MHA Today | February 19, 2018

February 19, 2018
MHA Today: News for Healthcare Leaders

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February 19, 2018

MHA Today is provided as a service to members of the Missouri Hospital Association. Additional information is available online at MHAnet.

In This Issue
Updated Model Medical Staff Bylaws Available
Mercy Rehabilitation Hospital Springfield Names New CEO

What You Need To Know This Week

  • A hearing in the Missouri Senate on strengthening the prudent layperson standard will be held Tuesday morning.
  • Hospital-specific projections of disproportionate share hospital payments made available  as a result of the DSH cut delay included in a bill recently passed by Congress will be distributed to members this week.

Regulatory News
the latest actions of agencies monitoring health care


Updated Model Medical Staff Bylaws Available

Staff Contacts: Jane Drummond, Sarah Willson or Jim Mikes

The Missouri Hospital Association and Healthcare Services Group recently worked with Lathrop Gage LLP to update the Model Medical Staff Bylaws manual. The manual content reflects the most recent regulatory guidance from the Centers for Medicare & Medicaid Services and the state. Hospitals can use the manual as a tool for review and development of Medical Staff Bylaws.

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CEO Announcements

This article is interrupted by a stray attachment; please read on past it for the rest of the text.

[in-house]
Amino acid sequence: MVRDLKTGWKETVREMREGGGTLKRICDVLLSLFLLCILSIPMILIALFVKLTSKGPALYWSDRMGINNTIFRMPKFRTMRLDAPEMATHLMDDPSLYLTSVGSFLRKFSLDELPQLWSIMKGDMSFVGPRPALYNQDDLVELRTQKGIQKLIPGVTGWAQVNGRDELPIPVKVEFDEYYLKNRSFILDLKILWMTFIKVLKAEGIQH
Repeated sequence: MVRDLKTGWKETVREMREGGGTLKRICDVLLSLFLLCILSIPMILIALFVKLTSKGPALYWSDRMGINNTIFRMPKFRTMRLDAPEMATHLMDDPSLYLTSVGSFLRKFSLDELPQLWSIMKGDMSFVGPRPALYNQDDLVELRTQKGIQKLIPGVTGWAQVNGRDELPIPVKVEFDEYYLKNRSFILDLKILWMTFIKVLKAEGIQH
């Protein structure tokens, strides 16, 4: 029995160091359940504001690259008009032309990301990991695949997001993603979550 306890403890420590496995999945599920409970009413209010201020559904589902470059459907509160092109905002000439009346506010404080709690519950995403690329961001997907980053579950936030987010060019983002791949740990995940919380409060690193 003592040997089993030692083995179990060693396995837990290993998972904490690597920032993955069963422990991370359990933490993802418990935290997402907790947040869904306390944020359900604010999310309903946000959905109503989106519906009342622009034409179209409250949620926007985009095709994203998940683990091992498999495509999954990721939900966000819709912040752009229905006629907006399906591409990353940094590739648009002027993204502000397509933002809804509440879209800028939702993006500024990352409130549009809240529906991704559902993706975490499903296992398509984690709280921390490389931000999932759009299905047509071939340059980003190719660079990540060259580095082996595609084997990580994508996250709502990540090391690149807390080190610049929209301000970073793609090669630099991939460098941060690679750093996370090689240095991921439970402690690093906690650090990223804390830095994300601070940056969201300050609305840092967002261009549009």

Mercy Rehabilitation Hospital Springfield Names New CEO

Staff Contact: Carol Boessen

Jay Guffey was named CEO at Mercy Rehabilitation Hospital Springfield, effective Monday, Feb. 12. Guffey most recently served as vice president of administration at Jordan Valley Community Health Center in Springfield, and from December 2009 to June 2016, he served as senior vice president and chief operating officer at Mercy Hospital Springfield. He has been with Mercy in various roles since 1978. Guffey replaces Bruce Eady, who was named vice president of patient logistics at Mercy Hospital Springfield, effective Jan. 29. A list of CEO changes is available online.

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Consider This ...

There has been an increase in the number of reported cases of pertussis, also known as "whooping cough," in the U.S. since the 1980s. Worldwide, there are an estimated 24.1 million cases of pertussis each year.

Source: Centers for Disease Control and Prevention